Synovial fluid cytokine concentrations as possible prognostic indicators in the ACL-deficient knee

  • M. L. Cameron
  • F. H. Fu
  • H. H. Paessler
  • M. Schneider
  • C. H. Evans
Originals Synovial Problems


Approximately 44% of patients develop osteoarthritis (OA) following rupture of the anterior cruciate ligament (ACL) if the injury is left unrepaired. Restoring knee stability through reconstruction, while providing symptomatic relief, has not been shown to reduce the incidence of degenerative changes. In fact, recent studies have shown that 50%–60% of ACL-reconstructed patients go on to develop degenerative changes or frank osteo-arthritis. In light of these data, our group suggests that the cause of post-traumatic osteoarthritis is not biomechanical but biochemical. To test this hypothesis, we measured levels of nine cytokines which are important in modulating physiological and pathophysiological metabolism of cartilage in knee joint synovial fluid following ACL rupture. Our patient population contained both acute und chronic ACL ruptures. A total of 84 samples were collected and analyzed by enzyme-linked immunosorbent assay. On the basis of the data collected, we were able to identify subgroups of patients who, on the basis of their synovial fluid cytokine profile, may be at greater or leasser risk of developing post-traumatic OA. In general, patients displayed concentrations of interleukin-1α (IL-1α), basic fibroblastic growth factor (bFGF), transforming growth factor-β (TGF-β), granulocyte/macrophage-colony stimulating factor (GM-CSF), IL-6, and IL-8 that we interpreted as being consistent with an inflammatory reaction. Of great interest is the fact that the levels of these cytokines were very similar in patients 4 weeks after injury and in chronic patients, leading us to hypothesize that a chronic smoldering inflammatory reaction persists after resolution of the acute effusion. This chronic inflammatory reaction could be the cause of cartilage degeneration seen in patients after ACL reconstruction. Furthermore, this study identified two distinct subpopulations of patients with dramatically differing levels of IL-1β and TNF-α in their synovial fluids. IL-1β and TNF-α were either high acutely and decreased to moderate levels over time, or they were zero acutely and remained zero or low. This is likely to be a very important observation as these two cytokines are key components of the inflammatory response and are the main intra-articular cytokines that provoke cartilage loss. It is our hypothesis that the group with high levels of IL-1β and TNF-α contains the 50%–60% of the patient population which goes on to develop OA, despite knee stabilization with ACL reconstruction. Conversely, we suggest that the group whose synovial fluid contains no IL-1β or TNF-α is protected from developing OA post-traumatically. IL-1-receptor antagonist protein (IRAP), the cytokine that antagonizes the biological effects of IL-1, was present acutely in our patient population; however, it was undetectable in chronic ACL-deficient knees. These data suggest the loss with time of an important cartilage-protective cytokine. The lack of IRAP chronically may allow IL-1β to act in an unrestrained manner resulting in cartilage loss. In addition, IL-1β promotes the secretion of many other inflammatory cytokines which may result in the chronic smoldering inflammatory reaction referred to above. These data encourage further study of the evaluation of cytokine concentrations in the ACL-deficient joint as a means of obtaining both prognostic and mechanistic information of clinical value to the physician.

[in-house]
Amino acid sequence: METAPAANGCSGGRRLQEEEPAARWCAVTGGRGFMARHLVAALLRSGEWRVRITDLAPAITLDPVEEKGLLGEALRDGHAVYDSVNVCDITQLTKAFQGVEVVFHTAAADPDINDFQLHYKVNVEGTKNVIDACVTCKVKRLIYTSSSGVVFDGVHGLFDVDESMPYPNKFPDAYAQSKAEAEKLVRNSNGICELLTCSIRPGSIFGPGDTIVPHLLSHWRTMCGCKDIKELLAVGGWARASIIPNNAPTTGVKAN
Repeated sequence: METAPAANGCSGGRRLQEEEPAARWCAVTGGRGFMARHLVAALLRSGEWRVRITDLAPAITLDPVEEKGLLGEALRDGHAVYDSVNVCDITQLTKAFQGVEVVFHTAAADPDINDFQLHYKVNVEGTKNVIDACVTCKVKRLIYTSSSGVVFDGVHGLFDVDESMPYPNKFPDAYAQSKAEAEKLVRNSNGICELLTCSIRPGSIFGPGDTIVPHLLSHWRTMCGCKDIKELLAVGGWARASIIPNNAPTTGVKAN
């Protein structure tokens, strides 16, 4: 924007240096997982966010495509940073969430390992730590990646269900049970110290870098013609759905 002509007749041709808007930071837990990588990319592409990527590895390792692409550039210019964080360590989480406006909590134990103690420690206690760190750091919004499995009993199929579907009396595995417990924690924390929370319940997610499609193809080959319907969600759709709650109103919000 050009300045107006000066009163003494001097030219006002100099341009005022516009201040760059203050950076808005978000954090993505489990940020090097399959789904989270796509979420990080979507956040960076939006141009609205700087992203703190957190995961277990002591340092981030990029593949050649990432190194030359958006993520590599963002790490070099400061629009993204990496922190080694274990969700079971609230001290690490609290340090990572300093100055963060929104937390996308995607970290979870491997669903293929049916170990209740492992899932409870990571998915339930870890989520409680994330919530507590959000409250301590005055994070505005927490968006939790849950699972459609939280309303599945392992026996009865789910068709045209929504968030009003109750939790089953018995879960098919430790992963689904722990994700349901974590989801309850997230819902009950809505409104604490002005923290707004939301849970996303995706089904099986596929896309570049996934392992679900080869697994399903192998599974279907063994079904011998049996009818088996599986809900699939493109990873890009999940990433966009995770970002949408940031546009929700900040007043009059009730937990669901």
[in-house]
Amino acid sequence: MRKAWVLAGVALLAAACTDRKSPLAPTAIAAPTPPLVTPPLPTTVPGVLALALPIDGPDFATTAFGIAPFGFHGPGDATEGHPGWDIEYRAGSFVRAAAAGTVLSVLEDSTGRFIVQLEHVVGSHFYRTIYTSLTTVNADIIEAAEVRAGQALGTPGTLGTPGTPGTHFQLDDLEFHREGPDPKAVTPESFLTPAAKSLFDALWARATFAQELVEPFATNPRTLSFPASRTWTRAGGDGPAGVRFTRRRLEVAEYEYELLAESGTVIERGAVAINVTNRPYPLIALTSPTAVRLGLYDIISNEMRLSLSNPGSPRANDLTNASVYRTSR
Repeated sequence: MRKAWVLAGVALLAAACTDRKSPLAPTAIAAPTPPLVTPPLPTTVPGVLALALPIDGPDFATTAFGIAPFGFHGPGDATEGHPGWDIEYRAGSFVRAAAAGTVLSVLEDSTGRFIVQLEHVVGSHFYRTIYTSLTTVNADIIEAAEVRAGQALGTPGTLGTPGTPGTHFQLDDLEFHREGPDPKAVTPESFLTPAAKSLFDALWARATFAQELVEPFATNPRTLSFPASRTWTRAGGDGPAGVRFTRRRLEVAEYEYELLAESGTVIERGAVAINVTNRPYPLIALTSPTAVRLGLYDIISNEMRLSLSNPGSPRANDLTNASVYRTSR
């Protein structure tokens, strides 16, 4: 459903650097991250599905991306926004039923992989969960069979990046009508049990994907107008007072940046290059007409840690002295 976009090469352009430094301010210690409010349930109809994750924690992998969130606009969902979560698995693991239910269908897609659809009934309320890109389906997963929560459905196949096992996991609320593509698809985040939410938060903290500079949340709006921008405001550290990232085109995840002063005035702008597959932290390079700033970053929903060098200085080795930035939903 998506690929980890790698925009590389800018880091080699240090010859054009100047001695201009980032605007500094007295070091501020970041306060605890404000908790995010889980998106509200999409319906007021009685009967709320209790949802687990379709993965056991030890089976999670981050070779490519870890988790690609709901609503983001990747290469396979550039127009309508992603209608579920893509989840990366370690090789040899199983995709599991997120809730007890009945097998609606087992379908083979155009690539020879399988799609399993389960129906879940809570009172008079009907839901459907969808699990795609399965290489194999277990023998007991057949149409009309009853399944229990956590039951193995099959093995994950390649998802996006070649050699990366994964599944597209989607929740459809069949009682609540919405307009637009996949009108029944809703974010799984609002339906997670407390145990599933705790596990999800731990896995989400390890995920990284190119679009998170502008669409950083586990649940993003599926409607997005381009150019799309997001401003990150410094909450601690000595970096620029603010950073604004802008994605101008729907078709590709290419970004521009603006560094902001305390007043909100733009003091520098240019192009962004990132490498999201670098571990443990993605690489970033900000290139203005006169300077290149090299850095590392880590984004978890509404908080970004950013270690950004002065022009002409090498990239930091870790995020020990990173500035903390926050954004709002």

Key words

Cytokines Arthrosis Anterior cruciate deficiency 


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Copyright information

© Springer-Verlag 1994

Authors and Affiliations

  • M. L. Cameron
    • 1
  • F. H. Fu
    • 1
  • H. H. Paessler
    • 3
  • M. Schneider
    • 2
  • C. H. Evans
    • 1
  1. 1.Musculoskeletal Institute, Ferguson LaboratoryUniversity of Pittsburgh Medical CenterPittsburghUSA
  2. 2.Sportklinik StuttgartStuttgartGermany
  3. 3.Atos-KlinikHeidelbergGermany

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